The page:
Fidget Spinners:Everything old is new again

Have you all seen fidget spinners? They are the newest, hottest fad toy to hit the small fry in every school and neighborhood. If you haven’t heard of them, you can look at this CNN article about the fad here.  They were originally developed as an concentration aid for children with…what else can I call it…fidgeting disorders?…who seem to be able to concentrate better with their minds when their hands are occupied with something endless, mindless, but physically absorbing. But the toys have become so popular with kids of all thinking styles, that teachers are complaining that fidget spinners have become more of a distraction than the original fidgeting that fidget spinners were designed to help curb. Hmm. My sister has been looking high and low for a fidget spinner for my 7 year old nephew, and every place she’s looked has been sold out. I found a supply and picked up several of them in different colors, not knowing his preferences in the matter. (At Ocean State Job Lots in Rockland, Maine if you’re in similar straits and can’t get ahold of one) All the time with a nagging sense that I may be missing an opportunity.

See, I was recently encouraged to stock some fidget spinners as an impulse item on my counter top. All I could think of by way of reply was, “If you’re standing in the yarn shop and need something to fidget with, why don’t you just take up knitting…or crochet, or tatting, or…well SPINNING, for the love of wool.” I mean, really? Occupy the hands with a gadget that produces nothing, and produces nothing? I don’t think so, thanks.

Once upon a time, I was an education major. I’m also a mom. I know kids need to play. I know they need to bounce around and hop and skip and climb things. I also know there are kids who can learn better if they are engaged in meaningless physical activity while listening and looking at learning materials. I really, really understand that sitting still and absorbing like a sponge is not the ideal learning situation for most kids much of the time. They can do it in short bursts if they must, but then they’ll need to burst out into something more physical.

I also understand that kids like to feel accomplished and helpful. they like to know that they are making something, contributing in some way. In the way old days before there were public schools, children learned about the world at home from their parents, grandparents, aunts and uncles, older siblings, anyone who was around. And they were set to work early. Gathering eggs, milking goats, herding sheep, tending gardens, sweeping, washing, and fixing things. Their learning wove in and around all this physical activity. Guess what else they learned? How to card, wool, spin and knit…to keep their hands busy while they did other things. Even into the 20 century in USA schools, and even now in European ones, children learn to knit as part of their curriculum. Yup, right there in school, along side reading, writing and ‘rithmetic. Turn the heel of you sock while listening to a lecture on the capitals of Africa.

How have we forgotten so? When I did a Google search for “children learning to spin,” I got an image page that looked like this… I don’t know about you, but I didn’t see anything on this that looked like learning to spin. Entertainment, maybe, but nothing to do with what I was looking for.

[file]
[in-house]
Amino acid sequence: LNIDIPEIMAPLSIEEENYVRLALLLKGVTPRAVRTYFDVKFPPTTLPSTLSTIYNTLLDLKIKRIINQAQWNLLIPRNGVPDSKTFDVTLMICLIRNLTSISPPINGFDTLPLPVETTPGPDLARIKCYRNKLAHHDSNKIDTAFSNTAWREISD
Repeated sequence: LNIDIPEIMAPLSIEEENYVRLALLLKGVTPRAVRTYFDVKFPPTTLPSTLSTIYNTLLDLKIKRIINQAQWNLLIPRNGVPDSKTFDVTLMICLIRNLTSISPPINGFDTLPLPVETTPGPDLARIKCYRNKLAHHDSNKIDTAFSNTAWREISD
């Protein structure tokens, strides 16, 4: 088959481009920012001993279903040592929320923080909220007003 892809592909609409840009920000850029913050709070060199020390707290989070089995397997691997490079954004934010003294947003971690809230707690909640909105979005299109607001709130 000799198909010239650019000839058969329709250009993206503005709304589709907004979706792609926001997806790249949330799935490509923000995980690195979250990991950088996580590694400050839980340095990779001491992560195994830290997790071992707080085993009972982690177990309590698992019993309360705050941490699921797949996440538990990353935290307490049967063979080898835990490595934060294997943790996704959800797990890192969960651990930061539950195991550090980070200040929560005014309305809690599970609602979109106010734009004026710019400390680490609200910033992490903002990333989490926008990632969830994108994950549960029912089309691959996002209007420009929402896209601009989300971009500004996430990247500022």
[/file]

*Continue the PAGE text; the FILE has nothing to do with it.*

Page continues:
But if I Googled, “children learning to spin wool,” I got this. Ahh. Now that’s more like it. If children benefit from having something to do with their hand while they listen and learn, why not give them something useful to do? And actual skill that produces something?

All I can say is, if you’re looking for a fidget spinner for your kids, come in and we’ll hook you up with the original gizmo that children have been learning with for millenia. Look at that face. Works for me.

 

Written by mim

mim

2 Comments on “Fidget Spinners:Everything old is new again

  1. Amen, Mim!

    And in addition to your points, knitting involves fine motor development (used to teach handwriting) and sensory perception; math and pattern identification; creative design, planning and organization – and how to follow directions!; it can be connected to history and cultural lessons; it’s a fantastic social activity that can involve helping and encouraging others; it can be calming to behaviorally challenged children; and it builds self esteem as there is a tangible product at the end a child can be proud of.

    When my children were in primary school in the 1980s, they had an incredible teacher (in her 60s) who knitted through part of each school day and the result was a highly coveted pair of slippers and mittens for each child in the class as well as a wonderful example to follow. She taught many of her students to knit, crochet and embroider, with asides of origami thrown in.

    I later taught special education and taught a group of middle school students to weave for all of the above reasons as well as planting the idea that if they learned the craft and art well enough, it could also be a means of employment – a nice option for young adults who don’t see themselves succeeding in the general work place.

    Every school should teach and enjoy knitting!

  2. Great article. Children like to make things if given the chance and a little nudge. Just need to make it the “thing to do ” and it will be a craze…marketing needed?

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